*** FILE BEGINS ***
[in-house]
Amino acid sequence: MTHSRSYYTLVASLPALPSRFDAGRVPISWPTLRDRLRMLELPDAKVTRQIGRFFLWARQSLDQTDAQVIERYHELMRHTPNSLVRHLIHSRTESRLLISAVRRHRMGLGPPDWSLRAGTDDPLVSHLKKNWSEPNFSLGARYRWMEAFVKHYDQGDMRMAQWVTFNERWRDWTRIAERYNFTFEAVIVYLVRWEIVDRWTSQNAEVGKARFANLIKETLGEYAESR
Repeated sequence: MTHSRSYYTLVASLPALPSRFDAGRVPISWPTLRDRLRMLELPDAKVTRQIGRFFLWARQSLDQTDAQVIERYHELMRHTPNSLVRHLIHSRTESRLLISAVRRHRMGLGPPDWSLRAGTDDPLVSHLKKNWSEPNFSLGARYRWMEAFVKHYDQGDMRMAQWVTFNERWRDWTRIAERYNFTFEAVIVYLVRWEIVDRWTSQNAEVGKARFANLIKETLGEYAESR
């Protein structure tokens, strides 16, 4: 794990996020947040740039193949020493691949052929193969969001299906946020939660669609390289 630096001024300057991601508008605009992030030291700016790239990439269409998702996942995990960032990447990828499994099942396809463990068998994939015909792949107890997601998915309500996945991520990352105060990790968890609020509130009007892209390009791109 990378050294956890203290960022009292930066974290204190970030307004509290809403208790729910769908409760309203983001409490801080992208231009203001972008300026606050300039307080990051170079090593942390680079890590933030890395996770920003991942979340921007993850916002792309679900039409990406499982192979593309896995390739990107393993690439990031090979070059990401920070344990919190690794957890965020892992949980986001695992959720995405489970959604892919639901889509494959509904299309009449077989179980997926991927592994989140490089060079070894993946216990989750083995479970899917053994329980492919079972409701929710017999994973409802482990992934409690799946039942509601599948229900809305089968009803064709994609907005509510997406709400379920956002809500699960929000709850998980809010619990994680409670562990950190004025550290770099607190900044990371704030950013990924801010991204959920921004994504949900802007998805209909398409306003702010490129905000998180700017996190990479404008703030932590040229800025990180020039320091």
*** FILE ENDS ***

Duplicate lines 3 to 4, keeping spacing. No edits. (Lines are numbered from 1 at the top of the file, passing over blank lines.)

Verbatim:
Repeated sequence: MTHSRSYYTLVASLPALPSRFDAGRVPISWPTLRDRLRMLELPDAKVTRQIGRFFLWARQSLDQTDAQVIERYHELMRHTPNSLVRHLIHSRTESRLLISAVRRHRMGLGPPDWSLRAGTDDPLVSHLKKNWSEPNFSLGARYRWMEAFVKHYDQGDMRMAQWVTFNERWRDWTRIAERYNFTFEAVIVYLVRWEIVDRWTSQNAEVGKARFANLIKETLGEYAESR
């Protein structure tokens, strides 16, 4: 794990996020947040740039193949020493691949052929193969969001299906946020939660669609390289 630096001024300057991601508008605009992030030291700016790239990439269409998702996942995990960032990447990828499994099942396809463990068998994939015909792949107890997601998915309500996945991520990352105060990790968890609020509130009007892209390009791109 990378050294956890203290960022009292930066974290204190970030307004509290809403208790729910769908409760309203983001409490801080992208231009203001972008300026606050300039307080990051170079090593942390680079890590933030890395996770920003991942979340921007993850916002792309679900039409990406499982192979593309896995390739990107393993690439990031090979070059990401920070344990919190690794957890965020892992949980986001695992959720995405489970959604892919639901889509494959509904299309009449077989179980997926991927592994989140490089060079070894993946216990989750083995479970899917053994329980492919079972409701929710017999994973409802482990992934409690799946039942509601599948229900809305089968009803064709994609907005509510997406709400379920956002809500699960929000709850998980809010619990994680409670562990950190004025550290770099607190900044990371704030950013990924801010991204959920921004994504949900802007998805209909398409306003702010490129905000998180700017996190990479404008703030932590040229800025990180020039320091």